Speyer Cathedral

Speyer, Germany

Speyer Cathedral was founded by Konrad II in 1030, probably soon after his imperial coronation. It was rebuilt by Henry IV, following his reconciliation with the Pope in 1077, as the first and largest consistently vaulted church building in Europe. The Cathedral was the burial place of the German emperors for almost 300 years.

Speyer Cathedral is historically, artistically and architecturally one of the most significant examples of Romanesque architecture in Europe. Today – after the destruction of the Abbey of Cluny – Speyer Cathedral is the biggest Romanesque church in the world. Likewise its crypt, consecrated in 1041, is the biggest hall of the Romanesque era.

The Cathedral is an expression and self-portrayal of the abundance of imperial power during the Salian period (1024 - 1125) and was built in conscious competition to the Abbey of Cluny as the building representative of the papal opposition.

The Cathedral incorporates the general layout of St Michael of Hildesheim and brings to perfection a type of plan that was adopted generally throughout the Rhineland. This plan is characterized by the equilibrium of the eastern and western blocks and by the symmetrical and singular placement of the towers which frame the mass formed by the nave and the transept. Under Henry IV renovations and extensions were undertaken. Speyer Cathedral is the first known structure to be built with a gallery that encircles the whole building. The system of arcades added during these renovations was also a first in architectural history.

In its size and the richness of its sculptures, some created by Italian sculptors, it stands out among all contemporary and later Romanesque churches in Germany, and it had a profound influence on the pattern of their ground plans and vaulting.

No less than eight medieval emperors and kings of the Holy Roman Empire of the German Nation from Konrad II to Albrecht of Habsburg in 1309 were laid to rest in its vault. In 1689 the Cathedral was seriously damaged by fire. The reconstruction of the west bays of the nave from 1772 to 1778, as an almost archaeologically exact copy of the original structure, can be regarded as one of the first great achievements of monument preservation in Europe. The westwork, rebuilt from 1854 to 1858 by Heinrich Hübsch on the old foundations, is by contrast, a testi­mony to Romanticism’s interpretation of the Middle Ages, and as such an independent achievement of the 19th century.

Commissioned by the Bavarian King Ludwig I., the interior was painted in late Nazarene style by the school of Johannes Schraudolph and Josef Schwarzmann from 1846 to 1853.

In 1981, the cathedral was added to the UNESCO World Heritage List of culturally important sites as 'a major monument of Romanesque art in the German Empire'.

References:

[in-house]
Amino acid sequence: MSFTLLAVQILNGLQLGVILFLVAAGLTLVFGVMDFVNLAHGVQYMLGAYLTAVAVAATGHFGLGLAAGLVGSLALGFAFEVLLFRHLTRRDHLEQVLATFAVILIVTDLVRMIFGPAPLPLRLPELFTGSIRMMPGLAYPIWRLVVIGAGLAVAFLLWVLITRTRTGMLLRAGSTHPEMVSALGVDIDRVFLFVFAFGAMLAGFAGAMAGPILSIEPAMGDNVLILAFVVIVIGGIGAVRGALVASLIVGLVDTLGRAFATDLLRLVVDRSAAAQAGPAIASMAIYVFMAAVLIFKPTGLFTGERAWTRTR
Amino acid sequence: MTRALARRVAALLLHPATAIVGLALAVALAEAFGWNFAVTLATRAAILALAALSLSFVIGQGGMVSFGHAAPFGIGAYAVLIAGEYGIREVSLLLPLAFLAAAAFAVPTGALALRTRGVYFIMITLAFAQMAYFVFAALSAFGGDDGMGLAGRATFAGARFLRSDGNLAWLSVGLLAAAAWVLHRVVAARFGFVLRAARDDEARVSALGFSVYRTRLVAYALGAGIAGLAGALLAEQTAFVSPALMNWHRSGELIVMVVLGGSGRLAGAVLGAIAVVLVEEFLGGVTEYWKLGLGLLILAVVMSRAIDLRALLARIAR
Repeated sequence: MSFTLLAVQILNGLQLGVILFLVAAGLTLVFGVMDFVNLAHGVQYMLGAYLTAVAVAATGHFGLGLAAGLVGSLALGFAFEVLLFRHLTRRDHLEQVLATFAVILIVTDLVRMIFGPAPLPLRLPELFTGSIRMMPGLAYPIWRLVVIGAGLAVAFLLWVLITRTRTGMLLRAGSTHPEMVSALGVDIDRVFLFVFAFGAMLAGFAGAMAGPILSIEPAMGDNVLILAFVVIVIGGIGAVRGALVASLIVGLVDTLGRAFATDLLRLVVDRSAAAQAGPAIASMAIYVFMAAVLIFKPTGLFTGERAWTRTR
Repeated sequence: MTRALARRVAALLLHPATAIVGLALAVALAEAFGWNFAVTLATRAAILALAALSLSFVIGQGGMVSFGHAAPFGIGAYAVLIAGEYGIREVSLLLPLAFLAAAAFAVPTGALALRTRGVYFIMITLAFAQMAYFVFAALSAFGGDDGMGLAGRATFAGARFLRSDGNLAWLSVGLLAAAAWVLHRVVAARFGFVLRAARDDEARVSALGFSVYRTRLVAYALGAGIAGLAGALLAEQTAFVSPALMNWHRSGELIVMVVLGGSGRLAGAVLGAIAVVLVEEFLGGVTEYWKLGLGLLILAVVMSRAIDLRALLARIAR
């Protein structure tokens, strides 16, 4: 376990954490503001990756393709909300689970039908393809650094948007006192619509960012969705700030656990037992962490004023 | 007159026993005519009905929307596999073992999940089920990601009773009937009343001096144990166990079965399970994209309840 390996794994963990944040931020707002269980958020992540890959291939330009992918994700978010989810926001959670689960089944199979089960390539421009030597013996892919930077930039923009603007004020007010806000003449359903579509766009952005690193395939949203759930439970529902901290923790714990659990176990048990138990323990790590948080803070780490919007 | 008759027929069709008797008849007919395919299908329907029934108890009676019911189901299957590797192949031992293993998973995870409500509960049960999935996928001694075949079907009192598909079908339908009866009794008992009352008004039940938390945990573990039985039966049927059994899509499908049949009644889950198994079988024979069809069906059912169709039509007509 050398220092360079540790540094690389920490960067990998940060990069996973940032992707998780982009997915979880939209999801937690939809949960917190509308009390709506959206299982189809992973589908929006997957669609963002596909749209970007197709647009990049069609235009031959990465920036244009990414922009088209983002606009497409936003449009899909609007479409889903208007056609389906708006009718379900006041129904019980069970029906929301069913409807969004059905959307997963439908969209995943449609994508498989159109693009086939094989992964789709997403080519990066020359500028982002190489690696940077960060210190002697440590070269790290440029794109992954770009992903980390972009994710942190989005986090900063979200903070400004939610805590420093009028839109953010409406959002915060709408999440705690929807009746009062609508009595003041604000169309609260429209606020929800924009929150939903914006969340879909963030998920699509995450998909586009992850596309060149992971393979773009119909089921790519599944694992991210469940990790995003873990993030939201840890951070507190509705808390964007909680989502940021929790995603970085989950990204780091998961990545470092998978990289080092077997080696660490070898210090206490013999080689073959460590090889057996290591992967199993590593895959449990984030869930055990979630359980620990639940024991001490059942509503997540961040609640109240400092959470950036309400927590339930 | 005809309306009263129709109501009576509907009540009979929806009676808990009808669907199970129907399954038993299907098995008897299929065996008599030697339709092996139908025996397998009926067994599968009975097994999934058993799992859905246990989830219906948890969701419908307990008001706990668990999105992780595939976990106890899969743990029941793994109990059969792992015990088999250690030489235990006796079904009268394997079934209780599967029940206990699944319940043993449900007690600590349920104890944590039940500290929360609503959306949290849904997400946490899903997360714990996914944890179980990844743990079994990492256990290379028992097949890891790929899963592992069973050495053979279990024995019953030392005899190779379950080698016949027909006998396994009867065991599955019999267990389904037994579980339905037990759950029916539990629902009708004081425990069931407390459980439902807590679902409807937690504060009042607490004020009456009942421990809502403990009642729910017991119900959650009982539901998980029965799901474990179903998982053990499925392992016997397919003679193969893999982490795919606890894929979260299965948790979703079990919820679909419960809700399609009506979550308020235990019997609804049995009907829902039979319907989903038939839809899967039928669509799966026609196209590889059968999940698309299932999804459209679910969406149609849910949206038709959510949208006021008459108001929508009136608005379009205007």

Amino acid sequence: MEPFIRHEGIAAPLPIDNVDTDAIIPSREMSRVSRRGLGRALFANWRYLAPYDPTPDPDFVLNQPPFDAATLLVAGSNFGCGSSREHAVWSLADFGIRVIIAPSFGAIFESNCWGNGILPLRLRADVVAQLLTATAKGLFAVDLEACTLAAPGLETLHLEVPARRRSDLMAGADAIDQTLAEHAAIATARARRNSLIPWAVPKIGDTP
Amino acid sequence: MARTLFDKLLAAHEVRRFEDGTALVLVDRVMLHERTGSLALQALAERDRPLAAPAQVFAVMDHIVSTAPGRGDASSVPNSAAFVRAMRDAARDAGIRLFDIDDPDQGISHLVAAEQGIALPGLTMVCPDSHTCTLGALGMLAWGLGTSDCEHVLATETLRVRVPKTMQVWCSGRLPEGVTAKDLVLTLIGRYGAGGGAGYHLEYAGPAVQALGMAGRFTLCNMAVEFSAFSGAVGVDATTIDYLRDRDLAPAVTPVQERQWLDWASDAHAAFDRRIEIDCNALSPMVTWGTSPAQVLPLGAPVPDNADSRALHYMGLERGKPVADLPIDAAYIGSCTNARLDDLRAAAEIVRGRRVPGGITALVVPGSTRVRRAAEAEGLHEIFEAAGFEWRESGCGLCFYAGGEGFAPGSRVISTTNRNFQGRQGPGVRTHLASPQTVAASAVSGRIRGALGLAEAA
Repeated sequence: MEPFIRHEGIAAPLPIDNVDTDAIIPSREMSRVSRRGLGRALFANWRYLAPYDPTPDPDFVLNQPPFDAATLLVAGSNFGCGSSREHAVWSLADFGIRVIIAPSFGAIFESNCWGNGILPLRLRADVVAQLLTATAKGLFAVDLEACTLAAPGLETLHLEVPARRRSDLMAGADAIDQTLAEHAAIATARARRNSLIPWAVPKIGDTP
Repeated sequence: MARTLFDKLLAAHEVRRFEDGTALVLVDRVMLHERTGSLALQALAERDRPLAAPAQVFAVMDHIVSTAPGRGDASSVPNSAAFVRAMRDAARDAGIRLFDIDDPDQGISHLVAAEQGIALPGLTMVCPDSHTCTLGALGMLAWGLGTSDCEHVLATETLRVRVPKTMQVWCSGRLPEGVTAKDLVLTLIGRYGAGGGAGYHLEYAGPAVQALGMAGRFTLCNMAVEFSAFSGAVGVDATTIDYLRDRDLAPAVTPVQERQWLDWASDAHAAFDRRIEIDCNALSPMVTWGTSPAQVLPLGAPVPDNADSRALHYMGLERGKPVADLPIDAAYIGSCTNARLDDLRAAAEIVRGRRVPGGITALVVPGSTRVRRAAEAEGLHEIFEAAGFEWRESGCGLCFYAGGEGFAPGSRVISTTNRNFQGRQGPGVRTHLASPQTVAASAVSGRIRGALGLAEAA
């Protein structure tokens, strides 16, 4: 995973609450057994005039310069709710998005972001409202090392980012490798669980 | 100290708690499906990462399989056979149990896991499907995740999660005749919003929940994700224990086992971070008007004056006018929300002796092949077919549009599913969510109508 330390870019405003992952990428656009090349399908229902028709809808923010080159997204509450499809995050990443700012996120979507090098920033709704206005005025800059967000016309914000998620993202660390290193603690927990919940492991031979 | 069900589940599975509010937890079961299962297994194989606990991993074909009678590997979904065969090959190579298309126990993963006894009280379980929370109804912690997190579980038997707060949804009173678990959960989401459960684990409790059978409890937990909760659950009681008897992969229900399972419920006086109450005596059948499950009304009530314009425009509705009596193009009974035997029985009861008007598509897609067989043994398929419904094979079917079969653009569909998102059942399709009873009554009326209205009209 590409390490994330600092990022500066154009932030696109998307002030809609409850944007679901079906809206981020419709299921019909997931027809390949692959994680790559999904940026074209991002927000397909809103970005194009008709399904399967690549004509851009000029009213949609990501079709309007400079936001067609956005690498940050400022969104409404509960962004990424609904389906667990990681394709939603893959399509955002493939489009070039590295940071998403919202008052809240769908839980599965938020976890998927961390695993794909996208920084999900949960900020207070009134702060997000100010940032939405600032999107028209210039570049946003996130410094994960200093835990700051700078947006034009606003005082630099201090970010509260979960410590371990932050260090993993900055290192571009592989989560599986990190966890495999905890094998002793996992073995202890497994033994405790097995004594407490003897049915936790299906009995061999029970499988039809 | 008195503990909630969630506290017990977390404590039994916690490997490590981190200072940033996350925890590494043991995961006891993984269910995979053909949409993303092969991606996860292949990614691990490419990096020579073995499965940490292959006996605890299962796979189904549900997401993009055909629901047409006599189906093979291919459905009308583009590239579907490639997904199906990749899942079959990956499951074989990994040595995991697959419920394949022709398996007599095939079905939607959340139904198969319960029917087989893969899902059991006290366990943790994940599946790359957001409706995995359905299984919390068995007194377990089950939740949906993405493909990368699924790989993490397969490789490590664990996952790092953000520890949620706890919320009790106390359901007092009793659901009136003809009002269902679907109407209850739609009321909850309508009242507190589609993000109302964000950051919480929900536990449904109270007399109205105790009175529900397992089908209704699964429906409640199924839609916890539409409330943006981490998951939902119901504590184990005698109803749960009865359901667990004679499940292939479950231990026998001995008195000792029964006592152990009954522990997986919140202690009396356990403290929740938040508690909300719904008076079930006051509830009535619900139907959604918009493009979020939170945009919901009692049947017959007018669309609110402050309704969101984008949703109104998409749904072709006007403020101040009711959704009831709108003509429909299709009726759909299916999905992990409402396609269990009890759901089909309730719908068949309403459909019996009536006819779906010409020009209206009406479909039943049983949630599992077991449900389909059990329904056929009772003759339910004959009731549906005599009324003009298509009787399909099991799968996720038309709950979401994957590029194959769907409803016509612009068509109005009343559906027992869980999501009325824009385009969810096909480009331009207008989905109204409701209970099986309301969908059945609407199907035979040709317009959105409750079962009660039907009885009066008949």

Comments

Your name



Details

Founded: 1030
Category: Religious sites in Germany
Historical period: Salian Dynasty (Germany)

Rating

4.6/5 (based on Google user reviews)

User Reviews

Hrushikesh S (2 years ago)
UNESCO world heritage site with well preserved city, near the banks of Rhine
Explore Die Welt (2 years ago)
Speyer Cathedral is in the UNESCO world heritage list and it's a culturally important site filled with positive vibes. A calm and quite place, lot to explore near by like old gate, Technische Museum, Rhein river, and more.
Prem S Sodha (2 years ago)
Excellent really nice Dom nice to be here.
Emanuele Del Fava (2 years ago)
A beautiful Romanesque cathedral, simply adorned, but majestic. Worthy to visit are also the crypt and the graves of the older emperors and kings of the Sacred Roman Empire (the entrance is 2,80€ for the adults).
cee kay (2 years ago)
A one of it's kind Cathedral ( Dom ). The cathedral is claimed to have the largest Romanesque crypt in Europe. This is where all the burial happenings to the most significant emperors/empresses of Germany. Definitely worth a visit as you would have the chance to see most of the tombs.
Powered by Google

Featured Historic Landmarks, Sites & Buildings

Historic Site of the week

Gruyères Castle

The Castle of Gruyères is one of the most famous in Switzerland. It was built between 1270 and 1282, following the typical square plan of the fortifications in Savoy. It was the property of the Counts of Gruyères until the bankruptcy of the Count Michel in 1554. His creditors the cantons of Fribourg and Bern shared his earldom. From 1555 to 1798 the castle became residence to the bailiffs and then to the prefects sent by Fribourg.

In 1849 the castle was sold to the Bovy and Balland families, who used the castle as their summer residency and restored it. The castle was then bought back by the canton of Fribourg in 1938, made into a museum and opened to the public. Since 1993, a foundation ensures the conservation as well as the highlighting of the building and the art collection.

The castle is the home of three capes of the Order of the Golden Fleece. They were part of the war booty captured by the Swiss Confederates (which included troops from Gruyères) at the Battle of Morat against Charles the Bold, Duke of Burgundy in 1476. As Charles the Bold was celebrating the anniversary of his father's death, one of the capes is a black velvet sacerdotal vestment with Philip the Good's emblem sewn into it.

A collection of landscapes by 19th century artists Jean-Baptiste-Camille Corot, Barthélemy Menn and others are on display in the castle.